What Are The Backup Types In SQL Server

What Are The Backup Types In SQL Server

Backup is considered one of the biggest criteria in disaster recovery plans and strategy. Being a DBA, it is very important to take care of the database with backups all in place. A SQL Server database becomes complete with the data files, filegroups, and log files. Further, these files are inclusive of both user and system databases. Understanding the database backups can help us in better planning of disaster recovery strategy.

Let’s check a simple overview of backup types in SQL Server.

1. Full Backup

This is the most common backup type in SQL Server. A full backup pushes all the data and objects in the data files for a given database. The objects are nothing but the tables, views, procedures, functions, triggers, indexes, etc.

While other backups are little toiling to restore, the full backup becomes one of the simplest restoration processes. This is due to a single .bak file that comprises all the data including the log transactions.

2. Differential Backup

This is the second common backup that a DBA thinks of. A differential backup pushes all the data and objects for a given database that are modified since the last full backup. So basically, it means that the data modified after the recent full backup can rationally be smaller in size. However, the size of the differential backup is hypothetical and can vary depending on the number of changes done after the last full backup.

The differential backup file where the data is pushed is the .bak same as the full backup but consists of an additional statement of WITH DIFFERENTIAL in the backup script. The advantage of having a combination of full backup and differential backup strategy can reduce the risk of data loss. Additionally, they can even reduce the size of the backup files. Restoring a differential backup will mandatorily require the last full backup which will be considered a base.

3. Transaction Log Backup

Transaction log backup is one such backup that a DBA understands to restore a backup for a point-in-time recovery. The transaction log backup pushes all the log records into the .LDFfile since the last log backup. This backup type works only when the database is set to “Full” or “Bulk-logged” recovery model.

Once a transaction log backup is created, the .LDF logical file will be ready for reuse. In the production environment, the log backups are taken periodically to ensure point-in-time recovery for databases.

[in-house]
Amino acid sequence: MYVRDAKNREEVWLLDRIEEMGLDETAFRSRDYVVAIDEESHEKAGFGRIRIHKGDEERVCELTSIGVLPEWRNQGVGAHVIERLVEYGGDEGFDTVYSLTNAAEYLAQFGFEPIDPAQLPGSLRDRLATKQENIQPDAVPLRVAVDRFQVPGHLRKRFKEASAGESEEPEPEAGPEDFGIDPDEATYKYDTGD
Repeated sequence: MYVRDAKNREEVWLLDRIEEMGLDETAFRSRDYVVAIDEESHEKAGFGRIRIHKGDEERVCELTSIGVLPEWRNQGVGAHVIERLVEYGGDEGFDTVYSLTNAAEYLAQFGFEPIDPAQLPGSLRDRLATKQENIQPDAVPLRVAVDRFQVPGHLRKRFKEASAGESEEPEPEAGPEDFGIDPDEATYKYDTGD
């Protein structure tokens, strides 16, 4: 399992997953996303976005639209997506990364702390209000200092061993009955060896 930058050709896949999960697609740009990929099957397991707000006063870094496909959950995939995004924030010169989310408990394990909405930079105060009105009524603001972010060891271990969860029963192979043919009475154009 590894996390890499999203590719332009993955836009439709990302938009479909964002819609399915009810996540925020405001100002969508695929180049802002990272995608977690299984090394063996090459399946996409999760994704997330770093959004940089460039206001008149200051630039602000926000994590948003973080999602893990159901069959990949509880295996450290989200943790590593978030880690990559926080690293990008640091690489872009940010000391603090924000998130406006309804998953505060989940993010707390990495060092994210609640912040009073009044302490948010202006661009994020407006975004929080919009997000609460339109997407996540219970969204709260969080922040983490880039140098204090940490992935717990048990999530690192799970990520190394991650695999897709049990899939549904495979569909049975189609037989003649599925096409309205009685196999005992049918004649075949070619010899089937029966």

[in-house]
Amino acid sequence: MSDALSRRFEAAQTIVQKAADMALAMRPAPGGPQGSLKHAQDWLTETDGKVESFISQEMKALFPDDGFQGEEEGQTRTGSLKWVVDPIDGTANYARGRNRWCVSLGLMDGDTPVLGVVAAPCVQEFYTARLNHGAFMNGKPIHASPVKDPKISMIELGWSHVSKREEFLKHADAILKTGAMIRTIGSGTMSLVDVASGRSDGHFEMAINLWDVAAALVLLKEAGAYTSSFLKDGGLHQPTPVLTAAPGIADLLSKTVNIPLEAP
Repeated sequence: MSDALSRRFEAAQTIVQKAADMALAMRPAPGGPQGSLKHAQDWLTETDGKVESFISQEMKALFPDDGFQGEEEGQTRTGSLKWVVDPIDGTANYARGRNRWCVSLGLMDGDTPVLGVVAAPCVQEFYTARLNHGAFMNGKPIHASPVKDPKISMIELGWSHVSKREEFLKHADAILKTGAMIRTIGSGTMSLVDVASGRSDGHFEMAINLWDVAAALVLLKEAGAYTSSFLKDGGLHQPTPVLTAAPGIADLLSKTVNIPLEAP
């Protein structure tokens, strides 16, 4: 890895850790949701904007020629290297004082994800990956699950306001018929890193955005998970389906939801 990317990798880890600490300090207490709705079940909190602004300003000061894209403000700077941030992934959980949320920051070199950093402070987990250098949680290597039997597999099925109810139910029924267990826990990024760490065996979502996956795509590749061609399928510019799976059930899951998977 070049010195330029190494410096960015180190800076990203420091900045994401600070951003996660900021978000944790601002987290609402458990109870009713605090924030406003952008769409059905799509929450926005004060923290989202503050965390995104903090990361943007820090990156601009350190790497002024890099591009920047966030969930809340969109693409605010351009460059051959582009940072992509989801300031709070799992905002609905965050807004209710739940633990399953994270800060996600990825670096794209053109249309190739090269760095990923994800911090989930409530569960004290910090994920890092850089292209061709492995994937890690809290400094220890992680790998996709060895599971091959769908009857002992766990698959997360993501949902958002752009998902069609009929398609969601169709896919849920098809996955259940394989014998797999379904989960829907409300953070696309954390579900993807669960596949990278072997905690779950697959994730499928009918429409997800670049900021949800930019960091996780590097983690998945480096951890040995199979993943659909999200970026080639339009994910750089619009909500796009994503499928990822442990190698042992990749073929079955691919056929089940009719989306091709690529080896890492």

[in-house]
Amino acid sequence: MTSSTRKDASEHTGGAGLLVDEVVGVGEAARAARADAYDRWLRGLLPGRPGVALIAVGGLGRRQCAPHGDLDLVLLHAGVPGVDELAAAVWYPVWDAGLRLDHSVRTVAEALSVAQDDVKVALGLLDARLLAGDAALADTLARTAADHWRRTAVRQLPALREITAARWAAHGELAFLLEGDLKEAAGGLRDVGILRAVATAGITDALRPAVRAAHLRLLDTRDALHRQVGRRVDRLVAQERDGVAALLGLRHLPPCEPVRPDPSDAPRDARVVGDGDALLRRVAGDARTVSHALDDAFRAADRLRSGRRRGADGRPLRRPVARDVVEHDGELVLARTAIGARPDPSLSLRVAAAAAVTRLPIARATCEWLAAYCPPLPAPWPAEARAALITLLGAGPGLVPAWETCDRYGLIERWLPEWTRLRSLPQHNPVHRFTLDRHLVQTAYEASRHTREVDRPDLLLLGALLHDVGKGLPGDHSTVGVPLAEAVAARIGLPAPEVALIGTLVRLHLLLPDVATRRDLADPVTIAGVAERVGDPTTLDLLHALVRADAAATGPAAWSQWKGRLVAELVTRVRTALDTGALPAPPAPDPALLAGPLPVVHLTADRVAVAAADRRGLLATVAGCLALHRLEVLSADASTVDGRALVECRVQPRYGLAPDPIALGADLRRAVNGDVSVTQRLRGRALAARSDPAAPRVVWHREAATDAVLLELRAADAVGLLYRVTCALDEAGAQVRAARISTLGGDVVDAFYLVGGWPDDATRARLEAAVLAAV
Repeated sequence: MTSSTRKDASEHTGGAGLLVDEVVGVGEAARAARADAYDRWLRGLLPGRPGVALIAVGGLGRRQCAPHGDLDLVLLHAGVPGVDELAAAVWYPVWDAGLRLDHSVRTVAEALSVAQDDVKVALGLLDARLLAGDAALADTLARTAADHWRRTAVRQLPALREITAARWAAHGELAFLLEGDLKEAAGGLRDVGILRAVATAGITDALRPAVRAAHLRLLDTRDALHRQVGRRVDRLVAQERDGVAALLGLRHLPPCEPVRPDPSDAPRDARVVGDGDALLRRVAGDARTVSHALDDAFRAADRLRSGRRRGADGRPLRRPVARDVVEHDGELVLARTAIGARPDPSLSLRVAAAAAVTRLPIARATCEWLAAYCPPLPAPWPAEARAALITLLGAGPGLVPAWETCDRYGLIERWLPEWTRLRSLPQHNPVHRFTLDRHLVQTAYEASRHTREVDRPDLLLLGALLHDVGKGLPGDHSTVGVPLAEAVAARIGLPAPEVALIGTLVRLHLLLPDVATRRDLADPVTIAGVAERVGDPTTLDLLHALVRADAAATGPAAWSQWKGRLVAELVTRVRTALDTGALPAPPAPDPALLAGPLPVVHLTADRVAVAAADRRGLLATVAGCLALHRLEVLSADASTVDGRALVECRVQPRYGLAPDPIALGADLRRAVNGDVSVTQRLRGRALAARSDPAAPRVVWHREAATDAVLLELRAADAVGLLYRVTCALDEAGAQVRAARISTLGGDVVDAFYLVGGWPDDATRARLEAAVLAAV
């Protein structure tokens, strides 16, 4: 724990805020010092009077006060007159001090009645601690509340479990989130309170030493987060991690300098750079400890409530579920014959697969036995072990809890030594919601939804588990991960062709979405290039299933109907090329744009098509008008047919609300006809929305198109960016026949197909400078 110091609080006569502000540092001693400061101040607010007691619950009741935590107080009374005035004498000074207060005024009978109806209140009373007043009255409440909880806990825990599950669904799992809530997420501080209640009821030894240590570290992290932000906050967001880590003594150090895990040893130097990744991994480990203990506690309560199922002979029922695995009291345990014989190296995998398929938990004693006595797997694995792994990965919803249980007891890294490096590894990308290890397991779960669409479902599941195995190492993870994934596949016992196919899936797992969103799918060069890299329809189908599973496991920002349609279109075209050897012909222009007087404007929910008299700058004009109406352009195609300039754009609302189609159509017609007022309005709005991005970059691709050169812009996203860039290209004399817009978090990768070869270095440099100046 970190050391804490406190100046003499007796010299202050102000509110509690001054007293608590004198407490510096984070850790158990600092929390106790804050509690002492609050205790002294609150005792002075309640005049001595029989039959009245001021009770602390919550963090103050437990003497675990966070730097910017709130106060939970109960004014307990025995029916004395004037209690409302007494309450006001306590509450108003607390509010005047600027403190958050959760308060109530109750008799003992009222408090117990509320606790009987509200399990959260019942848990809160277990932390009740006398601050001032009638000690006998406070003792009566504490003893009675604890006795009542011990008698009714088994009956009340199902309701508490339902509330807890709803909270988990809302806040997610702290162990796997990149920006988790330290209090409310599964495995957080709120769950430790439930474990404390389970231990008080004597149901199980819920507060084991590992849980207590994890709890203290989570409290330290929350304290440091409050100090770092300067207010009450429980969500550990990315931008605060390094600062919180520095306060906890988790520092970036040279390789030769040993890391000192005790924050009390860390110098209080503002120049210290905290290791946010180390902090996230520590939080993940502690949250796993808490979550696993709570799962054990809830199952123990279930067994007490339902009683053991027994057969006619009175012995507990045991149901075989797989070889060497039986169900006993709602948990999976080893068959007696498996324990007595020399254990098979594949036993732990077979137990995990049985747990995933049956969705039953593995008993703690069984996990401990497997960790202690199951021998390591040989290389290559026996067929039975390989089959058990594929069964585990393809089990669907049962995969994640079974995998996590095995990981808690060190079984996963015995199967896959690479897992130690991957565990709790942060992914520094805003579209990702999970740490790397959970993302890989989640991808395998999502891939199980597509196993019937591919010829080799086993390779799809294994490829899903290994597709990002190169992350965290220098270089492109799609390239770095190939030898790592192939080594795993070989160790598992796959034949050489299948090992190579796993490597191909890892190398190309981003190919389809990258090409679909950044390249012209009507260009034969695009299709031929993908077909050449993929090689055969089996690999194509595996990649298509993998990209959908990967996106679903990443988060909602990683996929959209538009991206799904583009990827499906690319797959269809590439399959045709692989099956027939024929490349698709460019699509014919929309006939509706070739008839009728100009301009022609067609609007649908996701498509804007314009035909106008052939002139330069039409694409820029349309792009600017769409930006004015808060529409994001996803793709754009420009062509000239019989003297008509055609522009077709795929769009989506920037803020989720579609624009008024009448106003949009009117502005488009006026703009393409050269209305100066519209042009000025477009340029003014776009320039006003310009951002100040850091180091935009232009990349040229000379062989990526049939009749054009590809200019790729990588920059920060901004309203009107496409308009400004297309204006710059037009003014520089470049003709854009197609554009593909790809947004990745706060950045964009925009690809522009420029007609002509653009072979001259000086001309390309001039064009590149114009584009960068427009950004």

4. Full File Backup

Full file backup pushes all the data and objects to the specified data files or filegroups. This backup type is basically used lesser when compared to the other three backups mentioned above. Full file backup becomes a useful option when your database is big and has a huge data file.

5. Differential File Backup

Differential file backup pushes all the data and objects to the specified data files or filegroups that have changed since the last full file backups. So, if you are considering a differential backup with a huge size, then a differential file backup can be created. However, the differential file backup is considered not relevant as they are mostly related to just one data file.

6. Partial Backup

Partial backup is a backup type that pushes a complete writable portion of the database but excludes any read-only files or filegroups. The option was first introduced in SQL Server 2005. Additionally, there are chances where we may have read-only filegroups in our databases. So, this option of partial backup can help take the backup by excluding all the read-only filegroups in the database.

The backup type works only for full or differential backups but doesn’t work for transaction log backups. While a filegroup is changed from Read-Only to Read-Write, the backup will be taken automatically in the next Partial backup. However, while a filegroup is changed from Read-Write to Read-Only, a new filegroup should be created.

7. Differential Partial Backup

Differential partial backup pushes all the data and objects that have changed since the last partial backup. The feature was added in SQL Server 2005 and was designed for databases where the filegroups are broken up. A restore of the differential partial backup requires the last full partial backup. Like the full and differential backup scenario, the differential partial backup is smaller in size when compared to the partial backup. Due to which, the differential partial backups are always faster.

8. COPY ONLY Backup

A COPY ONLY backup is a backup type that works for either full or differential backup. The backup type with COPY ONLY option is designed to avoid any disruption to backup sequence for the respective database. Additionally, the backup option was introduced in SQL Server 2005. Therefore, the hassle of backup sequence disruption can be avoided using the COPY ONLY backup option. This scenario can be helpful when there are multiple Adhoc backups happening on a given database and the actual sequence is being interrupted.